Who is in better shape, you or your sister?
I’m in better shape. She is four years younger. She had a bad time with her knee, and she should have it fixed. Otherwise she is in perfectly good health. She never gets sick. We have good genes on both sides, mother and father. That is just luck.
Do you still travel 300 days a year? Isn’t that physically exhausting?
I travel more now. I could not have done it when I was 30. I would get sick. I carried on with a tour, but I’d get sick. On one occasion I had a fever; I didn’t know at it that time. I went to the doctor and he said, “You have these antibodies; when did you have mononucleosis?” I said I didn’t know I had it. He said, “That is why you are feeling so absolutely deadly.” A couple of times I had to stop in the middle of a lecture. I was about to faint. That was in my 30s and 40s. Now I am nearly 80.
I think it is very encouraging to people who are actually 80 and think they are too old to do anything to know you can be stronger at 78 than when you were at 30 or 40. I am more determined, and there’s shorter time for me on Earth, I know that.
How do you keep yourself so vital?
There is so much I know I have to do! And fortunately I get back to Gombe twice a year. I always insist that for one of the precious four days [I have in Gombe] I be left completely alone so I can recharge. It’s my spiritual energy. When I’m in England, which is home, where I grew up, where my sister and her family live, there are always dogs. There I get my relaxation walking the dogs where I used to scramble as a child.
Do you keep up with technology?
I definitely do e-mails. I take my laptop. I do my writing on it. I will not have a BlackBerry.
I have a cellphone, but I don’t know the number. I use it simply to call somebody if I need to. The cellphone is never on. The cellphone is not part of my life. Someone does a blog for me. I don’t tweet and twitter. When people ask me to join their Facebook, I delete it.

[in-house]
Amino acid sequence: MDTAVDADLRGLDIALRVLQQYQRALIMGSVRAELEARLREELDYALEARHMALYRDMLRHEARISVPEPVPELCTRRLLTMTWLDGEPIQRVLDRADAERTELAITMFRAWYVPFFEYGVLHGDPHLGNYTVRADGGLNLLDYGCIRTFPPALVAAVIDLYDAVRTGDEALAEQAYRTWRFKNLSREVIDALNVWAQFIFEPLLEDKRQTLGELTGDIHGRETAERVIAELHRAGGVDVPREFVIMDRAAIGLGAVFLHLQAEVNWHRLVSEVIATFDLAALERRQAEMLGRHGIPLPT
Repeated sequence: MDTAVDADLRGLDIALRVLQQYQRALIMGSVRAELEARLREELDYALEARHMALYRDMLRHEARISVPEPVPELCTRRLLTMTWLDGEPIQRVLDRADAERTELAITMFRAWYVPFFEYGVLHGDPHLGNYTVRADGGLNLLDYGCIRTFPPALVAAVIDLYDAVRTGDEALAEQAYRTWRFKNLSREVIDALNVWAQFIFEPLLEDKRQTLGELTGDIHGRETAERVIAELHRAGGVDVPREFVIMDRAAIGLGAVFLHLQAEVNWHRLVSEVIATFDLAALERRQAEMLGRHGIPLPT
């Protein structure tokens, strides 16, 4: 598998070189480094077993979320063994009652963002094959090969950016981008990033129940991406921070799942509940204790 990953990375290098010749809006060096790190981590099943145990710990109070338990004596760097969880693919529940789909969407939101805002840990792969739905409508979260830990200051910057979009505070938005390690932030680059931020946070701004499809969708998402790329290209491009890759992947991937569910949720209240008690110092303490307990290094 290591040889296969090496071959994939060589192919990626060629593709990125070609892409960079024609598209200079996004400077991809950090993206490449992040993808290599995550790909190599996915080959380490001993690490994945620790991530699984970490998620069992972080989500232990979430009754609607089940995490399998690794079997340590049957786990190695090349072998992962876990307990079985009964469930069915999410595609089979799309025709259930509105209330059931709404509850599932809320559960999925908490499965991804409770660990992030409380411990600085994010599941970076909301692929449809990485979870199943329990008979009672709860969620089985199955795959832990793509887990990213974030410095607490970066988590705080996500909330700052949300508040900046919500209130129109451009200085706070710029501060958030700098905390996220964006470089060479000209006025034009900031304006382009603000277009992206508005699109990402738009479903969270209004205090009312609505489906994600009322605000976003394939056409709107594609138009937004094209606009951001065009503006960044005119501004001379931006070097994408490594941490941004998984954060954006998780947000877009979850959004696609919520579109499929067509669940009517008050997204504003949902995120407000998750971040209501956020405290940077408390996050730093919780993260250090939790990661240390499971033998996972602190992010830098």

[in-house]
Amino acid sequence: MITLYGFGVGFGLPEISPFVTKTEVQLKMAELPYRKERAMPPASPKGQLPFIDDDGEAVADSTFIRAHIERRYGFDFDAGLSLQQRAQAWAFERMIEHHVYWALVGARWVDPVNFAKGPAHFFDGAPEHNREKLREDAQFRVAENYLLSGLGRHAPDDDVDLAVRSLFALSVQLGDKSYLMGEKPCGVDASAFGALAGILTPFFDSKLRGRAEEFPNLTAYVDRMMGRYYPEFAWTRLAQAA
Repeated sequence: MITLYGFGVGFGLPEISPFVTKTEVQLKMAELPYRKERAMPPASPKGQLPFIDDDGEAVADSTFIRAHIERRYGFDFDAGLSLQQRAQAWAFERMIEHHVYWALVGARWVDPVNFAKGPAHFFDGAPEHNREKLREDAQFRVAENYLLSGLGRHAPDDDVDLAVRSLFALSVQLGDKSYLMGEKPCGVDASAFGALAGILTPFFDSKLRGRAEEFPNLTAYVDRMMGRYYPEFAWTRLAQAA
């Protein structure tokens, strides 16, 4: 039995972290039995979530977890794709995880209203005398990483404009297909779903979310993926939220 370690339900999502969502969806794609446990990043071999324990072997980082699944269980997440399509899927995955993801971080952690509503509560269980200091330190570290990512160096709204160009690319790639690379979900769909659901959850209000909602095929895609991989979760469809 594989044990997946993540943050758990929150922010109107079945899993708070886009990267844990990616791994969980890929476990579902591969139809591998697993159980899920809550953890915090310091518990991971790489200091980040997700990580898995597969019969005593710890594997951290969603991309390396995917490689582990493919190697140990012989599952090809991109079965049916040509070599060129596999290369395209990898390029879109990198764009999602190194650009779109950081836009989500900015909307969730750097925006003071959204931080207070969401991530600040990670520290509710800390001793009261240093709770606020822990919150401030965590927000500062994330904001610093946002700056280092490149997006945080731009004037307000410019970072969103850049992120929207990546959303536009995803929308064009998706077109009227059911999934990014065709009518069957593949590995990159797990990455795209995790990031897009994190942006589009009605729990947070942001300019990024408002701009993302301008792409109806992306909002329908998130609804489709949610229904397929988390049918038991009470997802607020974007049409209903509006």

Where technology is really, really useful is that we have been able to do high-resolution maps all around Gombe. We have a GPS. And we now have these Android cellphones — whatever they are, I don’t pretend to understand — which are used by forest monitors who are helping to protect and restore the forest and their village.
What are you still hoping to do?
Growing what is already there. Roots and Shoots [an environmental program for young people run by the Jane Goodall Institute] is in 100 countries.
I am encouraging people to think about the consequences of the choices they make: What did you buy? Where did it come from? What’s it made of? Does it come from very far away? Was it involved in child slave labor in India or China? Did it involve horrible cruelty to animals, like all of the meat we buy from farm animals? They face torture.
I try to make use of my own ecological perspective. Did I turn lights off? Did I turn off my computer? All of these seemingly little things, when millions of people do them, that starts a mountain of change.
My great hope is in young people, and at the same time I feel it is terribly important to talk with decision-makers.
I just talked to AARP. Those people are incredibly influential, and they are at the stage of their life [that] they can start thinking about the contribution they’ve made to the planet, especially if they have grandchildren. It may inspire things like “I did some terrible things, and now I have time to make up for it.”
I really try to walk the talk, although my stupid lifestyle involves a lot of travel and CO2. My travel is not in a private jet. I plant hundreds of thousands of trees.
How long have you been a vegetarian?
Since about the late ’50s. I read Peter Singer’s book about animal liberation. After reading that book, my next meal came along, and I saw meat on the plate. I looked down and said this symbolizes fear, pain and death, and I don’t want that in my body. I stopped just like that, boom.
I do a lot of things boom.